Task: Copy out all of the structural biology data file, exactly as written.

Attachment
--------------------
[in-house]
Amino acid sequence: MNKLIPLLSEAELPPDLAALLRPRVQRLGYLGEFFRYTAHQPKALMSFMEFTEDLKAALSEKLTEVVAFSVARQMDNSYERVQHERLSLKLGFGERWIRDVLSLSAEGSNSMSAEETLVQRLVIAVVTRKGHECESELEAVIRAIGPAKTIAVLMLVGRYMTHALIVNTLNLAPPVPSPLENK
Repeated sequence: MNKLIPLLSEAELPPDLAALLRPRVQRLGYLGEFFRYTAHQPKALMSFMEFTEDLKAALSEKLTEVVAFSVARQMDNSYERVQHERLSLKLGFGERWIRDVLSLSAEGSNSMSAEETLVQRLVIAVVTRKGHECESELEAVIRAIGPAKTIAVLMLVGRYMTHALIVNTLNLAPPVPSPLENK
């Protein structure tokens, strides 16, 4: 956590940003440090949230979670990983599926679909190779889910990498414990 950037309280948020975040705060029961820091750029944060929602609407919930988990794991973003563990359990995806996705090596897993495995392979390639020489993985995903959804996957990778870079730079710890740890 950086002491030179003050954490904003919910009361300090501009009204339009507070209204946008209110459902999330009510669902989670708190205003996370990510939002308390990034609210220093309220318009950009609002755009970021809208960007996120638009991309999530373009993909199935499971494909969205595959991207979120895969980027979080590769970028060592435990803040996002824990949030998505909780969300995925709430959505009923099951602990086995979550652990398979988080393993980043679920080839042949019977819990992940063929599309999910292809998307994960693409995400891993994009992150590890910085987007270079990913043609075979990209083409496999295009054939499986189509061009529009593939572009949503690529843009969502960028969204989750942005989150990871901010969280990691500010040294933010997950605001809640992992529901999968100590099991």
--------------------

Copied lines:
[in-house]
Amino acid sequence: MNKLIPLLSEAELPPDLAALLRPRVQRLGYLGEFFRYTAHQPKALMSFMEFTEDLKAALSEKLTEVVAFSVARQMDNSYERVQHERLSLKLGFGERWIRDVLSLSAEGSNSMSAEETLVQRLVIAVVTRKGHECESELEAVIRAIGPAKTIAVLMLVGRYMTHALIVNTLNLAPPVPSPLENK
Repeated sequence: MNKLIPLLSEAELPPDLAALLRPRVQRLGYLGEFFRYTAHQPKALMSFMEFTEDLKAALSEKLTEVVAFSVARQMDNSYERVQHERLSLKLGFGERWIRDVLSLSAEGSNSMSAEETLVQRLVIAVVTRKGHECESELEAVIRAIGPAKTIAVLMLVGRYMTHALIVNTLNLAPPVPSPLENK
């Protein structure tokens, strides 16, 4: 956590940003440090949230979670990983599926679909190779889910990498414990 950037309280948020975040705060029961820091750029944060929602609407919930988990794991973003563990359990995806996705090596897993495995392979390639020489993985995903959804996957990778870079730079710890740890 950086002491030179003050954490904003919910009361300090501009009204339009507070209204946008209110459902999330009510669902989670708190205003996370990510939002308390990034609210220093309220318009950009609002755009970021809208960007996120638009991309999530373009993909199935499971494909969205595959991207979120895969980027979080590769970028060592435990803040996002824990949030998505909780969300995925709430959505009923099951602990086995979550652990398979988080393993980043679920080839042949019977819990992940063929599309999910292809998307994960693409995400891993994009992150590890910085987007270079990913043609075979990209083409496999295009054939499986189509061009529009593939572009949503690529843009969502960028969204989750942005989150990871901010969280990691500010040294933010997950605001809640992992529901999968100590099991």